Time to write your homeschool goals. 7Sister Marilyn is our local homeschool guru on goal writing. Here is her classic post on creating homeschool goals.
Writing Homeschool Goals
Just as there is no one right way to homeschool, there is not one right way to write your homeschool goals, but here are some goal setting guidelines. Adapt them to your purposes:
1) Think about what you want for your child by the time he or she graduates from high school.
You may want her to go to college. You may even want or need him to get a scholarship to help pay for said college.
You may not think college is in your child’s future, but you probably do want her to be able to support herself and move out on her own. That would mean that your child would have a marketable skill.
You probably want your child to be able to support a family, prepare a meal, have friends, be serving in church, balance a checkbook, and bring your grandchildren back to see you!
These are all long-term homeschool goals and can be written as such.
BTW- If balancing a checkbook and other financial stewardship skills is one of your goals, you will really appreciate 7Sisters’ interactive Financial Literacy from a Christian Perspective. Our teens who have used this curriculum have loved it and are using their financial skills all the way into their adulthoods!
2) Once you have your long-term homeschool goals written, think about what steps you need to take this school year to bring you closer to these goals. These will be your short-term homeschool goals.
If my child is in ninth grade and my long-term goal is being able to balance a checkbook, I might need him to be able to balance equations accurately. This would bring him a step closer to my goal.
If I want her to be able to study her Bible, perhaps working on inferential skills would be a good start. Giving her some apologetics skills would be a great idea.
Did you know 7Sisters has teamed with Good Answers Ministries to provide a FREE Apologetics curriculum? These are terrific voice-over powerpoint lessons so there is no preparation or training needed! Plus, here is a syllabus to help guide homeschool high schoolers through the Apologetics curriculum.
3) Once you have your long-term and short-term homeschool goals, think about the “how” of accomplishing them. What is my plan for this year that will bring my child closer to this goal?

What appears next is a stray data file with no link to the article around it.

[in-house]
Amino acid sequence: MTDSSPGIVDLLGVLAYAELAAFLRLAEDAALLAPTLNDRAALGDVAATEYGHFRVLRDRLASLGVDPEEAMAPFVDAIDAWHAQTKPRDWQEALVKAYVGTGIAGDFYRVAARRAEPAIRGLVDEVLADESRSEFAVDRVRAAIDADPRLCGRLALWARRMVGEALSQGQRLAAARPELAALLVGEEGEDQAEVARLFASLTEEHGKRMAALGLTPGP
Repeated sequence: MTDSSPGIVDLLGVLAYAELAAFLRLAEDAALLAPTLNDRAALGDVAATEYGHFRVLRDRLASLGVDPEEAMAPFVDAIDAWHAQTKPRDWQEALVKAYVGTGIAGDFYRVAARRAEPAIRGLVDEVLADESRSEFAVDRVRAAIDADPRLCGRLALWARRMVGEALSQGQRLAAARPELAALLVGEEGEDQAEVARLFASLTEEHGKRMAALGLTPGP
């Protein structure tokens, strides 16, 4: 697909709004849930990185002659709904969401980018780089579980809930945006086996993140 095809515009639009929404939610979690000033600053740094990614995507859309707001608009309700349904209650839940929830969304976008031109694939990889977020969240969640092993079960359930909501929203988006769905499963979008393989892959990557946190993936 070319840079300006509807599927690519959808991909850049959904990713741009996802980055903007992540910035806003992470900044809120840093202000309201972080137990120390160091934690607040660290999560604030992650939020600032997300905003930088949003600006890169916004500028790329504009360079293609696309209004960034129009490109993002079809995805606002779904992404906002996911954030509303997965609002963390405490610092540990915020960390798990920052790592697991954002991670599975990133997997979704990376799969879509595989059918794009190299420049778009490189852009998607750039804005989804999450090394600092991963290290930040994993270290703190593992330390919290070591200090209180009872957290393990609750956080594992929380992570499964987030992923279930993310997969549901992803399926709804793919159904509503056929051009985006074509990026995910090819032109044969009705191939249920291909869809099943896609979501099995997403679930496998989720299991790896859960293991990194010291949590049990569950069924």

- Do I need to complete algebra?
- Do I need to study another culture?
- Do I need to teach her about proper nutrition and exercise?
- Does she need to learn a World Language?
- Does he need a Social Science on his high school transcript.
- Do you need help deciding which courses your homeschool high schoolers need to cover for their high school transcripts? Check out this post.
- Need help choosing curriculum? Check out this post on no-fail ways to choose curriculum and download our How to Choose Homeschool High School Curriculum.
4) When you set your goals, don’t focus entirely on academics.
You can include physical, social, and spiritual goals.
When my boys were little, I included a goal of being able to “handle a variety of social settings”. For years, it seemed that the short-term goal was accomplished if they burped and said “excuse me” instead of “that was a good one”. As they matured it included things like being able to handle a job interview, knowing how to dress appropriately for an occasion and proper etiquette on a date or on the dance floor at a wedding. For basic social skills check out our Social Skills guide.
5) Remember as you set goals that each child and family is unique.
We can glean from each other, but it is detrimental to compare ourselves to others. Remember to include your homeschool high schoolers in the goal-setting process. Here’s a post that shares ideas for bringing teens into the planning process for their high school years.
Once you have your written goals, you can use them to help you decide which curriculum or activities fit for you. And, you will be surprised to see how much you accomplish each year!